C HAPTER
2
Using Your Cisco Unified
Communications System
This chapter discusses the basics of the Cisco Unity system operation. The basis of the
Cisco Unity system is, of course, managing calls. However, that is where its overall
similarity with traditional voice-messaging systems ends. The manner in which the Cisco
Unity system handles calls is of particular importance. Use of the Cisco Unity system
Telephone User Interface (TUI) is discussed in this chapter as an additional introduction to
the system.
The Cisco Unity system offers a diverse feature-set to its users. This diversity includes the
capability to receive voice messages in a Microsoft Outlook or Lotus Notes e-mail client
through the use of ViewMail for Outlook (VMO) or Domino Unifiec Communications
Services (DUCS). Also of interest in this chapter is a discussion of Cisco PCA.
Cisco PA, not to be confused with Cisco PCA, allows a subscriber to customize the method
by which calls are handled. Rule-sets are used in Cisco PA to specify how personal calls
should be treated when certain conditions are met and these rule-sets can be configured
through a web interface.
Using Cisco Unity
When you administer a Cisco Unity or PA system, you need to provide services directly to
end users of the system. To accomplish this, you must thoroughly understand the array of
available features and functions and how to properly deploy those features and functions.
You also need to gain comprehensive knowledge of various modes and facets of system-to-
user and user-to-system interaction. This first-hand knowledge of the technologies that are
being used will help you to support the system.
Knowing the extent of the form and function of a Cisco Unity or PA installation is important
because it helps you to reduce troubleshooting and the mean time to repair (MTTR) in an
outage or other user-support situation.
46 Chapter 2: Using Your Cisco Unified Communications System
To benefit fully from this section, it is recommended that you have the following prerequisite
skills and knowledge. (If you need a quick review, see the designated chapter, where you can
find more information on the topic.)
Knowledge of how calls are handled in a Cisco Unity system (See Chapter 5, “Unified
Communications System Customization”)
Knowledge of the interaction between Cisco Unity and Microsoft Exchange/Active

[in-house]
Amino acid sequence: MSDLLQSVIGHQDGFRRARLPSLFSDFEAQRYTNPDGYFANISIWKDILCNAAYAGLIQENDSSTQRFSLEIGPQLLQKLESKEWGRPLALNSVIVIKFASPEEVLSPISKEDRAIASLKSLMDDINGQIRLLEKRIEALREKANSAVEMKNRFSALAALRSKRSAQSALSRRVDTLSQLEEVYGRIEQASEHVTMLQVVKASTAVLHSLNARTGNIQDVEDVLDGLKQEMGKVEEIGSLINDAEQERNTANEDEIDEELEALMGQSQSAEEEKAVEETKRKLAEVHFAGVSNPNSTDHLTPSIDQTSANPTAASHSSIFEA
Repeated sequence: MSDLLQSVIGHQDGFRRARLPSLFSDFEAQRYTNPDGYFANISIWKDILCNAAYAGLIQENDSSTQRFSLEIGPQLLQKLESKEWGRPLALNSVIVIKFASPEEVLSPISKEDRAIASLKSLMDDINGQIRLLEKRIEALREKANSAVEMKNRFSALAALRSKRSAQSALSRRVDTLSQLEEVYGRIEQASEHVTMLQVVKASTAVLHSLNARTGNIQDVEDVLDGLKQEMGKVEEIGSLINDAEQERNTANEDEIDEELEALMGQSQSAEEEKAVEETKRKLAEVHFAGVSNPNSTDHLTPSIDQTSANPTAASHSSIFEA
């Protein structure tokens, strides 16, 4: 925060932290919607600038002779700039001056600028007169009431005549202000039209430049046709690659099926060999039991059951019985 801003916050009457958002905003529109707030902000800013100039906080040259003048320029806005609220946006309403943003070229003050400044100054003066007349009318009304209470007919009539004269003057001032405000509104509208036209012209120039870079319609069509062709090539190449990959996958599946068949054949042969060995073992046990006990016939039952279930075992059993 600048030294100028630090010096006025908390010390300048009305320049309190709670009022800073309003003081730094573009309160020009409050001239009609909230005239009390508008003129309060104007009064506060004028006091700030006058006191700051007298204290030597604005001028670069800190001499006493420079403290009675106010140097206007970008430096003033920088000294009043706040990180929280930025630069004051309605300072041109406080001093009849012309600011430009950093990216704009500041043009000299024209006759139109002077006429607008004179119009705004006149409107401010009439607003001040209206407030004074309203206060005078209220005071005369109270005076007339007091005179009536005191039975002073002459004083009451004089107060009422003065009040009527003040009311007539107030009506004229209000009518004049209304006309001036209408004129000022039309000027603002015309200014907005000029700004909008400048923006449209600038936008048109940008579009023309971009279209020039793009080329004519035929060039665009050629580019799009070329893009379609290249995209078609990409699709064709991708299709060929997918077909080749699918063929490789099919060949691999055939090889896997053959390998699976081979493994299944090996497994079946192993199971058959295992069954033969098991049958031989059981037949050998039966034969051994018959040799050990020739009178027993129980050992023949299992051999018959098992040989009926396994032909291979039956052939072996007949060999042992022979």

Directory and/or Lotus Domino (see Chapter 8, “Cisco Unified Communications System
Software”)
Managing Calls
When an inbound call arrives, it is processed by a telephone system like Cisco CallManager.
You can have a Cisco CallManager interact with the Cisco Unity system and pass along any
pertinent information that can be provided. This may include caller ID, name of the caller, or
other information. The information passed is dependent on Cisco CallManager and its
configuration. Once the Cisco Unity system receives the call, numerous possibilities can be
explored in handling the call.
Upon seeing that the call is not sourced from a configured Cisco Unity subscriber, the Standard
Opening Greeting is played to the caller. In cases where a subscriber-to-subscriber call is being
made, the caller simply hears the subscriber conversation as configured by the individual.
Understanding the TUI
When the Cisco Unity System receives a call from an outside caller, the caller hears the Cisco
Unity conversation, a prerecorded set of instructions and options that is made available to
callers and subscribers to meet the needs of each. The Cisco Unity conversation enables the
caller to access the Cisco Unity Automated Attendant, conduct subscriber searches using
directory assistance, use call-routing options, and play audiotext messages. Subscribers hear the
subscriber conversation, which enables them to enroll as new subscribers, send or receive
messages, record greetings, and change personal settings.
For subscribers, there are two types of conversations, the standard conversation and the optional
conversation. The standard conversation is the default subscriber conversation. The optional
conversation allows subscribers to hear message-retrieval menus that closely resemble
traditional voice-messaging choices with which they may be familiar. The optional
conversation needs to be activated to use it.
As a best practice, you should always configure an option to “0-out” during the personal
greeting or while in the Auto Attendant to get a human operator. There are a number of options
that can be configured using one-key dialing beyond the simple operator functionality.

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